From the main entrance of Machu Picchu follow the upper trail heading in the direction of the Guardhouse. Small and newly erected wooden signs signal the start of the trail head, which is also the same path that leads to the Sun Gate (Inti Punku). A couple of minutes from the Guardhouse, you need to turn right. Following the trail for another 15 minutes you will arrive at the wardens hut, where you need to sign in showing your passport and entrance ticket.
It is really easy to find your way once inside the citadel because the signs lead you the entire time.
The trail is wide and well marked. Although, you gain more elevation on this trail compared to Huayna Picchu, the climb is a gradual and steady climb. Therefore, you can look forward to a little less challenging climb, that’s more family friendly, especially if you are travelling with young adults. As you slowly gain altitude, the views of Machu Picchu and the surrounding mountains become ever-more impressive. There are several views and rest points along the way.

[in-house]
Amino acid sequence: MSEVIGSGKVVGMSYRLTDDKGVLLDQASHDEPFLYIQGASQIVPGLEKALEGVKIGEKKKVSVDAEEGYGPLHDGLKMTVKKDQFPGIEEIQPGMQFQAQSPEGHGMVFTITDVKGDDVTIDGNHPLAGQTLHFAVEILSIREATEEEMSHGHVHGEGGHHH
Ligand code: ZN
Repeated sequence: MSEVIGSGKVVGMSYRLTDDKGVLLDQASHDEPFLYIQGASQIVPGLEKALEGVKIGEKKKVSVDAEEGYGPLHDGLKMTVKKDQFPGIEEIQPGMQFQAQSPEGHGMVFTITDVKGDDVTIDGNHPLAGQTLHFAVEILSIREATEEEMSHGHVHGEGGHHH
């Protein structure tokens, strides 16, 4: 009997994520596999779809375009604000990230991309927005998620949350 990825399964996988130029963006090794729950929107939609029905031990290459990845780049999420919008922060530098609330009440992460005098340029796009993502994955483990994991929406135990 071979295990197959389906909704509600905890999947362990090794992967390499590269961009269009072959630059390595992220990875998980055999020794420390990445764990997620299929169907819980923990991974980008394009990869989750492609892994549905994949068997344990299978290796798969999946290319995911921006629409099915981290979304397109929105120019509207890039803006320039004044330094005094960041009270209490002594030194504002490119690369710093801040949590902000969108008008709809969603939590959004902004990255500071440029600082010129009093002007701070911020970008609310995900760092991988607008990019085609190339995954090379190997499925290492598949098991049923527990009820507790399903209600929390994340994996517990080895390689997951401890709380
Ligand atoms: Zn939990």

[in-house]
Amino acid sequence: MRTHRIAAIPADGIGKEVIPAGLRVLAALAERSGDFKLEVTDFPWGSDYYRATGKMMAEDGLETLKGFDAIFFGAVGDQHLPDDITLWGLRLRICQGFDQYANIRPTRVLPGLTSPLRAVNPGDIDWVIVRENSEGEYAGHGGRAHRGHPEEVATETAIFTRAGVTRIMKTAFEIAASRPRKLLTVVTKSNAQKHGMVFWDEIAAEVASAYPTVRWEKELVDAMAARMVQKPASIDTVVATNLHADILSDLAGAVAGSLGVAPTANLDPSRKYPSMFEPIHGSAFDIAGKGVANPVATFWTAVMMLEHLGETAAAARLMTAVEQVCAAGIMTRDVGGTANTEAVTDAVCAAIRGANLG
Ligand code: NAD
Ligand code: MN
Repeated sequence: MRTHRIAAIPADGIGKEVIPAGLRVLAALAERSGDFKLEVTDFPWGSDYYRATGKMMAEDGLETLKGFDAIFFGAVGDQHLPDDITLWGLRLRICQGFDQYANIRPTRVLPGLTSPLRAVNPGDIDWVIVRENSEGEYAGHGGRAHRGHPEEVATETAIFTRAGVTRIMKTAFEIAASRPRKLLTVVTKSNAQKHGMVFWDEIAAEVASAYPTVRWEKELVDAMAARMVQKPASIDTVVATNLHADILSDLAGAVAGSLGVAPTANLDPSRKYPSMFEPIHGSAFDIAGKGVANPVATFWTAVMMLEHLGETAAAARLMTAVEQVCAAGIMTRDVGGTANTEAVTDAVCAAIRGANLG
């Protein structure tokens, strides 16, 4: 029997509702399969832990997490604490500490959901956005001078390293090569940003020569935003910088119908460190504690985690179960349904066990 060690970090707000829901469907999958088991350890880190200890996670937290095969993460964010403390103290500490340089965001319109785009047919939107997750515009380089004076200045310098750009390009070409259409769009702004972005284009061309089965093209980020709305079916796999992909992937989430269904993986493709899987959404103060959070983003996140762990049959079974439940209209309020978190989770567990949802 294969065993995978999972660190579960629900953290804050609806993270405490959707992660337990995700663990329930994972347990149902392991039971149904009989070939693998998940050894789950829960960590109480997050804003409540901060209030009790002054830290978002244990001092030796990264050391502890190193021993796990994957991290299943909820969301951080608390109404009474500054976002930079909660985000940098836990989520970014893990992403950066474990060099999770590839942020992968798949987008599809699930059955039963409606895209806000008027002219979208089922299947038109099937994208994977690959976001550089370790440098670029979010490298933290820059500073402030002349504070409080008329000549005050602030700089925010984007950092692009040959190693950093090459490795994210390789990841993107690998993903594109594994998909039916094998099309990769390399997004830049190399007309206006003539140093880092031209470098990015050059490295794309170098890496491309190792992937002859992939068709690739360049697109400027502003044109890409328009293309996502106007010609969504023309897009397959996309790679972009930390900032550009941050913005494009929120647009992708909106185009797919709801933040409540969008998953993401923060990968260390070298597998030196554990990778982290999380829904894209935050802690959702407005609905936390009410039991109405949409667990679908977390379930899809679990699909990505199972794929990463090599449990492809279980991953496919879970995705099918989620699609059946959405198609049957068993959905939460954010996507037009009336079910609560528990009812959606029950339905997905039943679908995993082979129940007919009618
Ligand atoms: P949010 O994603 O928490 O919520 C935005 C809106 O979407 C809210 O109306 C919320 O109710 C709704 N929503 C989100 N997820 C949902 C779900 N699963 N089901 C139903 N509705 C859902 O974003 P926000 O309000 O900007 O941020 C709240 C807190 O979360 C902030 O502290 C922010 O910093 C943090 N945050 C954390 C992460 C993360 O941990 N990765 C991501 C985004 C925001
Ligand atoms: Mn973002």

As the trail gets closer to the base of Machu Picchu Mountain, the steps become steeper, narrower and more challenging. Winding on for another 30 minutes or so, the trail passes through a stone gateway, before following a narrow mountain ridge to the summit. There are about 1600 Inca steps to navigate, and climbing steps is never easy. A small round hut provides shelter and seating, whilst the view point (a few more yards on) offers awe-inspiring views of Machu Picchu, Huayna Picchu and Putucusi Mountains. Also, at the summit, the clouds usually settle just below the mountain, giving you the most magical views.